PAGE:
Cover Crop Competition

Are you concerned about a blooming cover crop competing with your almond bloom?

Will a nearby flowering cover crop divert honey bees away from the almod bloom? This is an understandable concern on the part of almond growers. The efficient pollination of your crop is top priority. In-the-field research shows that providing honey bees forage prior to almond bloom can actually increase the frames (or numbers of bees) and that these bees are healthier and more robust to pollinate your crop.

  • Your almonds provide bees with large quantities of high protein pollen in a relatively small area, making it very easy for bees to collect.  Bees want to work almonds!
  • Bees generally have worked all the pollen from almond trees by mid-afternoon – targeting almond pollen before moving on to other pollen sources.
  • By design, the anthers on the almond flower readily display the pollen, making it very attractive to honey bees.

 

Why plant a cover crop for honey bees? 

  • Having other pollen sources available, like mustards and clovers promotes a pollen-collecting cycle.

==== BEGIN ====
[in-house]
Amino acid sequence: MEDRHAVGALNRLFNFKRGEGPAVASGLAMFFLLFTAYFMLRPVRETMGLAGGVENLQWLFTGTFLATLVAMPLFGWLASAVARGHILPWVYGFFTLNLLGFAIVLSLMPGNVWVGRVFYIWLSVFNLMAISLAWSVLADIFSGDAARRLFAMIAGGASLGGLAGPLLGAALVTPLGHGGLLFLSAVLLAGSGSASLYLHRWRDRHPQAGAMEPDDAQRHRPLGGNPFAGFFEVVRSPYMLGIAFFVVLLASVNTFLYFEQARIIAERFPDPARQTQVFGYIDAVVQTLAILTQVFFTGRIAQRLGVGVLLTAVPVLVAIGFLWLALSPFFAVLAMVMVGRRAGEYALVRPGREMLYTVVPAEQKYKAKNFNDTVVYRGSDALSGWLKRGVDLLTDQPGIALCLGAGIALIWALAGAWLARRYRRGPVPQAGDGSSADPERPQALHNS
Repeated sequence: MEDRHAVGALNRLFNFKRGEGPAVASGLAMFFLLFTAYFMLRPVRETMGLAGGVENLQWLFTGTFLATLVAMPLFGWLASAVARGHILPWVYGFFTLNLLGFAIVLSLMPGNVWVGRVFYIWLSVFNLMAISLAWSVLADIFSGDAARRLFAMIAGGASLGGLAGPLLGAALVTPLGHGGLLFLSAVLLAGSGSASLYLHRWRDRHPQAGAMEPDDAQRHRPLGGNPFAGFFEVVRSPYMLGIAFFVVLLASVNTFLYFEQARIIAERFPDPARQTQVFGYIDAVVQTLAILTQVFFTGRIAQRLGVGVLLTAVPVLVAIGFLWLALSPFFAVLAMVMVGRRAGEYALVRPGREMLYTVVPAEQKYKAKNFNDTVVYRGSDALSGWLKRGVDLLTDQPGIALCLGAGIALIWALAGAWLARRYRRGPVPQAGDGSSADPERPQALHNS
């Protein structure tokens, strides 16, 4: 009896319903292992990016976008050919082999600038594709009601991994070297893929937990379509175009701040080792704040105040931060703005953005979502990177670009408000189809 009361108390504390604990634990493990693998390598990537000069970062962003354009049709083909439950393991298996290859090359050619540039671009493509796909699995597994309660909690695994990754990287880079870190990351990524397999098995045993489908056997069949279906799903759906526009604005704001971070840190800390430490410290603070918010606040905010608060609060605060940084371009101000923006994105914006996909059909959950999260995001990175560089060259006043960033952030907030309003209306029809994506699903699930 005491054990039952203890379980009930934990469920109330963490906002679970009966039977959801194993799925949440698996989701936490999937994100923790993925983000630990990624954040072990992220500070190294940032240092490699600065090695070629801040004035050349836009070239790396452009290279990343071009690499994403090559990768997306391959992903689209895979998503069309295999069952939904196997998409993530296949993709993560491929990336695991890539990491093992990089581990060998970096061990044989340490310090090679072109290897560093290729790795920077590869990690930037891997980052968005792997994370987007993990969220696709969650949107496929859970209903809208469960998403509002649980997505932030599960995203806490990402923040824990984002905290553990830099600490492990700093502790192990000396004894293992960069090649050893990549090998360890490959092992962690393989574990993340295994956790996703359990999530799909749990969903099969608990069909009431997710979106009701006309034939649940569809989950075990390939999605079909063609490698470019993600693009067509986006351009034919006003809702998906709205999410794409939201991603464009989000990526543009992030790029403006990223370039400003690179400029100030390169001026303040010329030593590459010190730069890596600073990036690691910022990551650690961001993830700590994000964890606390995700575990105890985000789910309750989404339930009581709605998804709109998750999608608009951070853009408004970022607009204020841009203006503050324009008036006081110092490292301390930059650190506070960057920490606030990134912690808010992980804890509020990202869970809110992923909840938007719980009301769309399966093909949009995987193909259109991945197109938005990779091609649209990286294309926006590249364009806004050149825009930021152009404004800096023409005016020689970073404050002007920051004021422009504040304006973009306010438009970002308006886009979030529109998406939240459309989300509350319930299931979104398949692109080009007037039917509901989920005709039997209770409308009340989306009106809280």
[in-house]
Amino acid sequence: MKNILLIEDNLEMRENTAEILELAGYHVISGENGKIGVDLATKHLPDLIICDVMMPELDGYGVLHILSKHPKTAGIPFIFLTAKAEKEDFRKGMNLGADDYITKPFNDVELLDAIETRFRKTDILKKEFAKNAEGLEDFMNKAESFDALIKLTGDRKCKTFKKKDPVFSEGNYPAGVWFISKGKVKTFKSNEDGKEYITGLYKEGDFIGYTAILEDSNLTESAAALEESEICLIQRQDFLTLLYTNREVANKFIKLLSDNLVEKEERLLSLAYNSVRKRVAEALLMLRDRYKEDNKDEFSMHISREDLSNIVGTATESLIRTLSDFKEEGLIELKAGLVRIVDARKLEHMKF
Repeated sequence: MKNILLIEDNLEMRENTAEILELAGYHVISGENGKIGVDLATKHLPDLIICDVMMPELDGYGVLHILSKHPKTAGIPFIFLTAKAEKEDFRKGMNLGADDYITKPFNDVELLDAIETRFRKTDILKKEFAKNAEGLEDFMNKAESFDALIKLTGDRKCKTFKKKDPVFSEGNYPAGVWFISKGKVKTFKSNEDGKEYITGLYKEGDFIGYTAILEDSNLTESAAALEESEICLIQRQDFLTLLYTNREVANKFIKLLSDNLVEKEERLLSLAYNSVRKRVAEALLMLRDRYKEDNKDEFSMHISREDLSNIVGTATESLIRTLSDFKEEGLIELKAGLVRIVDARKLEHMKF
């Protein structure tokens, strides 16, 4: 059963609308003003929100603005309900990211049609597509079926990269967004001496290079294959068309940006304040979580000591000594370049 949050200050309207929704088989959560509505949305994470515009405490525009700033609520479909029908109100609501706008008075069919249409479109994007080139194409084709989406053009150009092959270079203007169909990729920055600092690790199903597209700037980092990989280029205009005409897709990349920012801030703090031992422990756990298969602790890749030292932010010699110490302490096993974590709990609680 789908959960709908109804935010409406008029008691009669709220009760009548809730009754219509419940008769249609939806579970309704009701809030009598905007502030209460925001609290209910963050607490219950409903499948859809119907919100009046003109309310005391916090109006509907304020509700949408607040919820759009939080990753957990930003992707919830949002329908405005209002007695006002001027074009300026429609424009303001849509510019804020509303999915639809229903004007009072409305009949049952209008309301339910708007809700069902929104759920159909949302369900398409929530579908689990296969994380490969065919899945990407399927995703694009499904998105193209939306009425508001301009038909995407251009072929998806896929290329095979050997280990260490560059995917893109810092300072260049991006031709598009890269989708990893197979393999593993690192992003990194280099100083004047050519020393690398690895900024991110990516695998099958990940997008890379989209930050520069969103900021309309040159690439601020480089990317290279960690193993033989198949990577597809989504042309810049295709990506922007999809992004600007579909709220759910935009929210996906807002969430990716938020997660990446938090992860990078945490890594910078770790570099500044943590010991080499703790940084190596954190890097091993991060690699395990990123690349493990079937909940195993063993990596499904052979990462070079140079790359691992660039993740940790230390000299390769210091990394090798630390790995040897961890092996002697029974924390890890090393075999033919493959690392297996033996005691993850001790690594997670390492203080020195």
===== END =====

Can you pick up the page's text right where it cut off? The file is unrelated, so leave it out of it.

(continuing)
• The pheromone of brood triggers pollen foraging. Pollen collection stimulates the queen to lay eggs (brood) which motivates the bees to collect even more pollen to feed their young.
  • As the population increases, the field-worker force also increases. If abundant, foraging bees may collect nectar and pollen in greater amounts than are needed to maintain brood rearing.
  • When reared in pollen limited hives, bees communicate less efficiently, and communication is critical for foraging.
  • Cover crops also help the almond orchard by increasing organic matter, nitrogen, soil fertility and preventing erosion.
  • Anchor your bees to your orchard by providing an attractive alternate source of food.  If your neighbor’s orchard has a cover crop and you don’t, the bees you paid for will spend time at the neighbors.
  • In contrast, the hard-to-get pollen on the cover crop, located on the ground, is less appealing.

 

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